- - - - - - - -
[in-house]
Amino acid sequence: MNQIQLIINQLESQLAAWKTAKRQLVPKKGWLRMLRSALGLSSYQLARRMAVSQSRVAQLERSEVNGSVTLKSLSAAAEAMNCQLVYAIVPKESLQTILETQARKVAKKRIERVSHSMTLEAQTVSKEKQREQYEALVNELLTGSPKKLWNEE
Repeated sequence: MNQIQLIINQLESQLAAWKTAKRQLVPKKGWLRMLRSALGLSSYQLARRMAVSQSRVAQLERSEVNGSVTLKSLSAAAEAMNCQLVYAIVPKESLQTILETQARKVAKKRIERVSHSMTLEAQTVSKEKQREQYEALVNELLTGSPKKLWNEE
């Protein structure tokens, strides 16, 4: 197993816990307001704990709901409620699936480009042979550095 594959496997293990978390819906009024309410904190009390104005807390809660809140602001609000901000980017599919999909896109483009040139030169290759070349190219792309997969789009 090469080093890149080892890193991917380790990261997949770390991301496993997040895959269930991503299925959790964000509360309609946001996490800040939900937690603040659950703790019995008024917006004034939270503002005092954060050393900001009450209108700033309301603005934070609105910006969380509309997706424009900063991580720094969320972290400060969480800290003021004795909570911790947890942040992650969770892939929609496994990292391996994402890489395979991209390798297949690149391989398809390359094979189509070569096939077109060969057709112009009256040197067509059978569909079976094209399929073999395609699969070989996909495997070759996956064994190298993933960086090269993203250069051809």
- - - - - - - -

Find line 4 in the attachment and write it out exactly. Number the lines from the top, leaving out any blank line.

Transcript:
């Protein structure tokens, strides 16, 4: 197993816990307001704990709901409620699936480009042979550095 594959496997293990978390819906009024309410904190009390104005807390809660809140602001609000901000980017599919999909896109483009040139030169290759070349190219792309997969789009 090469080093890149080892890193991917380790990261997949770390991301496993997040895959269930991503299925959790964000509360309609946001996490800040939900937690603040659950703790019995008024917006004034939270503002005092954060050393900001009450209108700033309301603005934070609105910006969380509309997706424009900063991580720094969320972290400060969480800290003021004795909570911790947890942040992650969770892939929609496994990292391996994402890489395979991209390798297949690149391989398809390359094979189509070569096939077109060969057709112009009256040197067509059978569909079976094209399929073999395609699969070989996909495997070759996956064994190298993933960086090269993203250069051809």